outline of visitation, such as the time, place, and conditions
under which visitation may be exercised. In re E.C., 174 N.C.
App. 517, 523, 621 S.E.2d 647, 652 (2005) (emphasis supplied)
(citing In re Stancil, 10 N.C. App. 545, 552, 179 S.E.2d 844, 849
(1971)). The trial court may grant some discretion to the person
in whose custody the child is placed to temporarily suspend
visitation, upon notice to the court, if the child's health or
safety is in danger. Id.; see Woncik v. Woncik, 82 N.C. App. 244,
250, 346 S.E.2d 277, 281 (1986) (holding that the trial court did
not delegate its judicial authority by including in its custody
order a provision allowing the child's custodian, upon notice to
the court, to suspend a non-custodial parent's visitation
privilege, pending a court hearing, if the non-custodial parent
during visitation engaged in behavior detrimental to the child's
welfare); compare N.C. Gen. Stat. § 7B-905(c) (allowing terminationor suspension of visitation by the director of DSS upon a good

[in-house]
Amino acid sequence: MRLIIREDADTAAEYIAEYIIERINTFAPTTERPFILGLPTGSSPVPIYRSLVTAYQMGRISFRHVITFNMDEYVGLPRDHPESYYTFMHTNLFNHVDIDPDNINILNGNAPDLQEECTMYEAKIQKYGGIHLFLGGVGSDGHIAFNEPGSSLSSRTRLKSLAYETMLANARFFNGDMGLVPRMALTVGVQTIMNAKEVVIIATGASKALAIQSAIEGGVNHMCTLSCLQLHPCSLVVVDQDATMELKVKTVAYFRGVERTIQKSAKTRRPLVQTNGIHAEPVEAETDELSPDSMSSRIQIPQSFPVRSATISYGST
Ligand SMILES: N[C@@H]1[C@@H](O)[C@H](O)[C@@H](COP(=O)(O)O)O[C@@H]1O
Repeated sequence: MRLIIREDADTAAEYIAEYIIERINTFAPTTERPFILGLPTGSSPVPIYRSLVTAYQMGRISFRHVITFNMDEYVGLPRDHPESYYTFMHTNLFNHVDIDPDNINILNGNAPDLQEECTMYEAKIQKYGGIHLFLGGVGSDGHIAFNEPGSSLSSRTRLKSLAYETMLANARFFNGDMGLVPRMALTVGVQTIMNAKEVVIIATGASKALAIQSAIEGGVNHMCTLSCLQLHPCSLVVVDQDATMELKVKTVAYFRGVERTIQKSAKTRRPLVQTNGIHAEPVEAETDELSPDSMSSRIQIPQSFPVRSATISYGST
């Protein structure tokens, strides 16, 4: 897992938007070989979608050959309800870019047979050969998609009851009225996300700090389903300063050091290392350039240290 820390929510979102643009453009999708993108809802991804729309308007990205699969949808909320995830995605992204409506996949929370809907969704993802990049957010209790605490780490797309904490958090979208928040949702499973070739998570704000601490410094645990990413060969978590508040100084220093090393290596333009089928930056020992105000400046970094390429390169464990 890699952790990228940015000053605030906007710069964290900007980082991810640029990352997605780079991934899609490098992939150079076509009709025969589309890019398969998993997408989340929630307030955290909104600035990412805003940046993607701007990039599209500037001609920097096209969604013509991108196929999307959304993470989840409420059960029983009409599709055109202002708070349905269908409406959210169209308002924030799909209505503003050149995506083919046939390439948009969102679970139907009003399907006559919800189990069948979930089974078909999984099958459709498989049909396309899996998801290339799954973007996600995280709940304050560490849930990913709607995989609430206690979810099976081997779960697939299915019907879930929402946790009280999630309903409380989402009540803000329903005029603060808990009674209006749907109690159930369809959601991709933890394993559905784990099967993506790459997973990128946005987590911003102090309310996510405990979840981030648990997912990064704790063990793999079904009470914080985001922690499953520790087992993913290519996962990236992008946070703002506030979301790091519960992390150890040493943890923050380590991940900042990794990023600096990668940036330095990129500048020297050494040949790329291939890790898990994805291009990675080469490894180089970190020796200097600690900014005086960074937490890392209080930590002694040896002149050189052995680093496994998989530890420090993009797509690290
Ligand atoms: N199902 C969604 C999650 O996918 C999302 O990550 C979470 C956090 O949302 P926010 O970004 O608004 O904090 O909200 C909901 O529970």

faith determination that the visitation plan may not be in the best
interests of the juvenile or consistent with the juvenile's health
The trial court's order failed to make required findings of
fact regarding the time, place, and conditions for respondent's
visitation with H.P. by placing discretion with Pearl over
respondent's visitation with H.P. The trial court's visitation
plan is vacated.
The trial court's order failed to provide a minimum outline
of visitation for respondent's visitation with H.P. In re E.C.
174 N.C. App. at 523, 621 S.E.2d at 652. We vacte the trial
court's visitation plan and remand for further proceedings
consistent with this opinion. In light of our decision, we do not
reach respondent's remaining assignment of error. Upon remand,
respondent may move to present any additional evidence bearing on
the issue of custody or visitation. N.C. Gen. Stat. § 7B-906(b)
(2005) (The court may not waive or refuse to conduct a review
hearing if a party files a motion seeking the review.).
Vacated and Remanded.
Chief Judge MARTIN and Judge CALABRIA concur.
Report per Rule 30(e).